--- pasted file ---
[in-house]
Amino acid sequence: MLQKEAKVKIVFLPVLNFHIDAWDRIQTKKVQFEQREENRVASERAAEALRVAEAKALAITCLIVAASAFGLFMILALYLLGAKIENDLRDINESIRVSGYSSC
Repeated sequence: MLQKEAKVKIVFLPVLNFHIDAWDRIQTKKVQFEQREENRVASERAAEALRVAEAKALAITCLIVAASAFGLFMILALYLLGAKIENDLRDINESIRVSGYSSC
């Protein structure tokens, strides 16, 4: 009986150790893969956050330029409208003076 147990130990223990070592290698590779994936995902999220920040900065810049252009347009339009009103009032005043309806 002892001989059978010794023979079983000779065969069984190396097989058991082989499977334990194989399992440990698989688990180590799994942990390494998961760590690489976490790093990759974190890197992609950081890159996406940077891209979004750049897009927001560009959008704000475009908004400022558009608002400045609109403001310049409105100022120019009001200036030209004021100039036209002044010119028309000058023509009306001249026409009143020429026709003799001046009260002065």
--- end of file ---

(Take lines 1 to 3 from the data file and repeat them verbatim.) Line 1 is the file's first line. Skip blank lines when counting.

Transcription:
[in-house]
Amino acid sequence: MLQKEAKVKIVFLPVLNFHIDAWDRIQTKKVQFEQREENRVASERAAEALRVAEAKALAITCLIVAASAFGLFMILALYLLGAKIENDLRDINESIRVSGYSSC
Repeated sequence: MLQKEAKVKIVFLPVLNFHIDAWDRIQTKKVQFEQREENRVASERAAEALRVAEAKALAITCLIVAASAFGLFMILALYLLGAKIENDLRDINESIRVSGYSSC